Thursday, September 24, 2015

Getting Over It

Society including our adoptive parents often encourages us-(interracial) adoptees to realize, come to terms with and accept that we now are different from our birth families and parents. Of course, we do oftentimes grow up to resemble our new forced upon-family, because we had to be taken and removed from our birth country and culture. 

How is it that adoptive parents generally refuses to acknowledge that they are the ones that are largely responsible for this in the first place. Or that they only are supposedly open towards meeting their adopted daughters birth mother and father-always mindful of what are at stakes- what they could lose. If the reunion starts to develop into something messy and dirty the adoptive parents tends to be the first ones to point fingers and to say I told you so.

Is it possible for adoptees to live in a world where the birth family and the adoptive parents equally respects each other ?

I fail to see and understand how it is possible for my birth parents to suddenly turn the other cheeck, blame and blackmail. Emotional blackmail and ultimatums has recently been added in my own reunion. I find myself trapped in this situation, wishing things could be different-wondering where things started to go wrong. Realizing also that neither the demands or requests ever will be met, because my birth family are actually trying to blackmail and place ultimatums-not on me but on my mum and dad. Which is why I need to come to terms with the fact that my adoptive parents never will met their demands-as far as they're concerned they have no emotional and deffinitely not any legal obligations towards my birth parents. My (adoptive) parents sees no reason to offer economic assistance to my birth parents or to help my birth family improve their living conditions.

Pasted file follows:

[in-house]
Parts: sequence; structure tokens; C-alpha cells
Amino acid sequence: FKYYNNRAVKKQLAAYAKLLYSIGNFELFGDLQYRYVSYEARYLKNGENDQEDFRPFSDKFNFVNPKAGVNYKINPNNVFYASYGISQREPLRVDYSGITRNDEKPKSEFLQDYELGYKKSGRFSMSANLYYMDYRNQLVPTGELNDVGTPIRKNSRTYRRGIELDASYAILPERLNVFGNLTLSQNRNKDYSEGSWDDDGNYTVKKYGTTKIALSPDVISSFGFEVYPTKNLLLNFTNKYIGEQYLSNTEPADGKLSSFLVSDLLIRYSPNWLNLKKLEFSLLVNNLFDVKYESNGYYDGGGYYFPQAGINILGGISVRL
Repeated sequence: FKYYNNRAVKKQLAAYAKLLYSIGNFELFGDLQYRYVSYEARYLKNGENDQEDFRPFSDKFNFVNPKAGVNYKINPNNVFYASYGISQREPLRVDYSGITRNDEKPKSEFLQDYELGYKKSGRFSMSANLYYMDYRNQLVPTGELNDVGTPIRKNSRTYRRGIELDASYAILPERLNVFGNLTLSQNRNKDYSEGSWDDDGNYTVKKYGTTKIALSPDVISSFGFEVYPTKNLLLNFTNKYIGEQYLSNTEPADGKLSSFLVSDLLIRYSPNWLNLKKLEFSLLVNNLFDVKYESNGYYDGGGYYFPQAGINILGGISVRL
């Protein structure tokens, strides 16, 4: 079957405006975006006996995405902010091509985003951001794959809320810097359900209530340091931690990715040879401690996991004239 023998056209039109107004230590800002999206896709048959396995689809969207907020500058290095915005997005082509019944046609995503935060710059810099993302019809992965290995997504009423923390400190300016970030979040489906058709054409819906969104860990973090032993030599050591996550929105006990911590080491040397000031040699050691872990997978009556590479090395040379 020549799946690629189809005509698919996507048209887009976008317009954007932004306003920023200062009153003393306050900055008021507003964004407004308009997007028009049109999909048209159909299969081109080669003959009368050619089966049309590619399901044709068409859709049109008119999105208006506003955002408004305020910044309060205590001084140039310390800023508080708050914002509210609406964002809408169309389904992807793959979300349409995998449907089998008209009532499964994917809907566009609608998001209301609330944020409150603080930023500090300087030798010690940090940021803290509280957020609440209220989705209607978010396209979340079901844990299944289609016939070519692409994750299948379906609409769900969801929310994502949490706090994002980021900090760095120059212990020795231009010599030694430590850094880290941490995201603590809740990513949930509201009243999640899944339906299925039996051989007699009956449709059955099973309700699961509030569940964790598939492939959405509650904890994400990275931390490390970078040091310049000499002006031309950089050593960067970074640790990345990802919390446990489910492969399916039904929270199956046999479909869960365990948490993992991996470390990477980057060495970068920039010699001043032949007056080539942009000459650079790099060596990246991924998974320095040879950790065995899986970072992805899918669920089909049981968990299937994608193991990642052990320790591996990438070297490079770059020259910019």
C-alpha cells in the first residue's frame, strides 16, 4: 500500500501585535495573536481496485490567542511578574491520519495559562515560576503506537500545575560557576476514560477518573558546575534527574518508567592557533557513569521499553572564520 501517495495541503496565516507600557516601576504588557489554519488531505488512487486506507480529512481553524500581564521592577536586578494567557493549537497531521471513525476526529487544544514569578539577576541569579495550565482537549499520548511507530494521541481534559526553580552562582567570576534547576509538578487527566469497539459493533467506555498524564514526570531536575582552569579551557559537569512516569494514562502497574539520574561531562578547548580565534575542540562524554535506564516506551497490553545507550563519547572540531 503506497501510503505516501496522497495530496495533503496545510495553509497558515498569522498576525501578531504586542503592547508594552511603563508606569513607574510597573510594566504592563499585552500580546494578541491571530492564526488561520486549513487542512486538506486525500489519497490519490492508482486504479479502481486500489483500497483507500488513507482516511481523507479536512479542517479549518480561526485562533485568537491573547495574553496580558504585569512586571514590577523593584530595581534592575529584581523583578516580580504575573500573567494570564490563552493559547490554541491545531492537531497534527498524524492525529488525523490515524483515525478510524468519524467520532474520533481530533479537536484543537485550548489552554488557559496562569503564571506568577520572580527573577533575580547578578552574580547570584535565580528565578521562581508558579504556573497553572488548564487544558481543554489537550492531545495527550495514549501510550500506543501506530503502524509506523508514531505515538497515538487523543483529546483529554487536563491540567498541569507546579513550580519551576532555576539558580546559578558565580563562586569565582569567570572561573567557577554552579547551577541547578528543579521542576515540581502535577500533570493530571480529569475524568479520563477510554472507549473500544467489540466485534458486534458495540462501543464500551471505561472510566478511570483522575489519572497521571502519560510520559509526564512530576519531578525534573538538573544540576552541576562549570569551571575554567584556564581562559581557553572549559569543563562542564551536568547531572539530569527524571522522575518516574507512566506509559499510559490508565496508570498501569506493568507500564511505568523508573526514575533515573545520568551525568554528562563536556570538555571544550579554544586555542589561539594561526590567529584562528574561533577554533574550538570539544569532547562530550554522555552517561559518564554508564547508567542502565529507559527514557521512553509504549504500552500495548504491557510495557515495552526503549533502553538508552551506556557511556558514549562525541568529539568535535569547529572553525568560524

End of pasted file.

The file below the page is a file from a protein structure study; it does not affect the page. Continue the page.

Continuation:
I was adopted and I am now an adult adoptee, this means my new parents agreed to care and raise me-they never agreed or promised to help my birth parents with their economy or help my biological siblings, nieces and nephews with their schooling.

I was not raised in Korea, or grew up with Korean or Asian parents. Korea is high context culture they value the collective good and group identity. While I have been raised in Scandinavia which is a low context culture were people focus on individual good.

Because of the fact that I grew up in Europe in a Caucasian family I think my birth family believes my adoptive parents may be better of than they really are. I'm an adult now and have been for many years, my parents no longer support me. My birth parents and suiblings seems to think my mum and dad still supports me. It doesn't mean my mum and dad don't love me. It's just the way soceity works in Northern Europe.

Society and and aquaintenances begun to tell me to try to move on from the new trauma and pain that my reunion with my birth family ultimately brought me. I tried to many times but I knew I always would fail to successfully achieve it. Afterall they are my flesh and blood and I cannot blame them for the values and perceptions they believed about me. For a time I was one of them and therefore supposed to contribute financially.

Especially my mum reacted very strongly she got to see her worst fears materialized. Even though she now wants very little next to nothing to do with my birth family (which is understandable I suppose)between my mum and dad she is the parent that is most nostalgic. When I was relinqushed to my new family in a foreign country I had a few items brought with me. Among the things was two cans of infant formula. Since I was so little when I arrived my parents opened one of them. I was used to infant formula based on rice so that could be why they decided to use one of the cans.